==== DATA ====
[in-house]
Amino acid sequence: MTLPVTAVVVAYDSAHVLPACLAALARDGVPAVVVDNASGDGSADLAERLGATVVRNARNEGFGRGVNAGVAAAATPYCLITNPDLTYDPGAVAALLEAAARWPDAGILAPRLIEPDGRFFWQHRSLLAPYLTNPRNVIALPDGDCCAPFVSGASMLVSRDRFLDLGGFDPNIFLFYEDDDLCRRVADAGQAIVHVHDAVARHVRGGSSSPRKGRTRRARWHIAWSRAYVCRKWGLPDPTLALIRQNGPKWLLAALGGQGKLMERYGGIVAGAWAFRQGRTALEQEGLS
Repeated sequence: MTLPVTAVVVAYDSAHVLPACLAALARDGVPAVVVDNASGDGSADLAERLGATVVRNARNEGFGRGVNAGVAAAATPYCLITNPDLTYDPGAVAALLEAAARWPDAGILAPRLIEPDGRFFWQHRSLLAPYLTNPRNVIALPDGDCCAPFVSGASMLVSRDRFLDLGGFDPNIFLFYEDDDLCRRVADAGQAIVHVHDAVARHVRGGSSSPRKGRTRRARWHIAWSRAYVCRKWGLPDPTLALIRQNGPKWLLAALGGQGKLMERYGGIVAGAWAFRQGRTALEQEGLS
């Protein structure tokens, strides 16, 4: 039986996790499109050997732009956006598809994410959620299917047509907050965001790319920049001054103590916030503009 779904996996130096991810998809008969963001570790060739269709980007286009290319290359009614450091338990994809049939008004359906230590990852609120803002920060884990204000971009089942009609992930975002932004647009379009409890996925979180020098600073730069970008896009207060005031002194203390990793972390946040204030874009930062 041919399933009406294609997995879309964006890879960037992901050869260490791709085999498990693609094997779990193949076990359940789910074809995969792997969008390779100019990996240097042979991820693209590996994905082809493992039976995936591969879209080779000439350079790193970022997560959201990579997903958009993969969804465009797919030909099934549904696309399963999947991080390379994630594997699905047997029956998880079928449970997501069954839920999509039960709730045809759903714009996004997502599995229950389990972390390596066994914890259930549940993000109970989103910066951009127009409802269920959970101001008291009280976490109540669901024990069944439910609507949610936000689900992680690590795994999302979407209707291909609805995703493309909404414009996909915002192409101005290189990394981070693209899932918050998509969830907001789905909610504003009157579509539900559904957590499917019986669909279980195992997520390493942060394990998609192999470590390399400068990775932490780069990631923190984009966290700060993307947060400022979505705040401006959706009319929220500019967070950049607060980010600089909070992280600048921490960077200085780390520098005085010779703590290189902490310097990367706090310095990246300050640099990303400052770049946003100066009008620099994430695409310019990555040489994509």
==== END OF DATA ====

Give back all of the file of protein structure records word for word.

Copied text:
[in-house]
Amino acid sequence: MTLPVTAVVVAYDSAHVLPACLAALARDGVPAVVVDNASGDGSADLAERLGATVVRNARNEGFGRGVNAGVAAAATPYCLITNPDLTYDPGAVAALLEAAARWPDAGILAPRLIEPDGRFFWQHRSLLAPYLTNPRNVIALPDGDCCAPFVSGASMLVSRDRFLDLGGFDPNIFLFYEDDDLCRRVADAGQAIVHVHDAVARHVRGGSSSPRKGRTRRARWHIAWSRAYVCRKWGLPDPTLALIRQNGPKWLLAALGGQGKLMERYGGIVAGAWAFRQGRTALEQEGLS
Repeated sequence: MTLPVTAVVVAYDSAHVLPACLAALARDGVPAVVVDNASGDGSADLAERLGATVVRNARNEGFGRGVNAGVAAAATPYCLITNPDLTYDPGAVAALLEAAARWPDAGILAPRLIEPDGRFFWQHRSLLAPYLTNPRNVIALPDGDCCAPFVSGASMLVSRDRFLDLGGFDPNIFLFYEDDDLCRRVADAGQAIVHVHDAVARHVRGGSSSPRKGRTRRARWHIAWSRAYVCRKWGLPDPTLALIRQNGPKWLLAALGGQGKLMERYGGIVAGAWAFRQGRTALEQEGLS
């Protein structure tokens, strides 16, 4: 039986996790499109050997732009956006598809994410959620299917047509907050965001790319920049001054103590916030503009 779904996996130096991810998809008969963001570790060739269709980007286009290319290359009614450091338990994809049939008004359906230590990852609120803002920060884990204000971009089942009609992930975002932004647009379009409890996925979180020098600073730069970008896009207060005031002194203390990793972390946040204030874009930062 041919399933009406294609997995879309964006890879960037992901050869260490791709085999498990693609094997779990193949076990359940789910074809995969792997969008390779100019990996240097042979991820693209590996994905082809493992039976995936591969879209080779000439350079790193970022997560959201990579997903958009993969969804465009797919030909099934549904696309399963999947991080390379994630594997699905047997029956998880079928449970997501069954839920999509039960709730045809759903714009996004997502599995229950389990972390390596066994914890259930549940993000109970989103910066951009127009409802269920959970101001008291009280976490109540669901024990069944439910609507949610936000689900992680690590795994999302979407209707291909609805995703493309909404414009996909915002192409101005290189990394981070693209899932918050998509969830907001789905909610504003009157579509539900559904957590499917019986669909279980195992997520390493942060394990998609192999470590390399400068990775932490780069990631923190984009966290700060993307947060400022979505705040401006959706009319929220500019967070950049607060980010600089909070992280600048921490960077200085780390520098005085010779703590290189902490310097990367706090310095990246300050640099990303400052770049946003100066009008620099994430695409310019990555040489994509």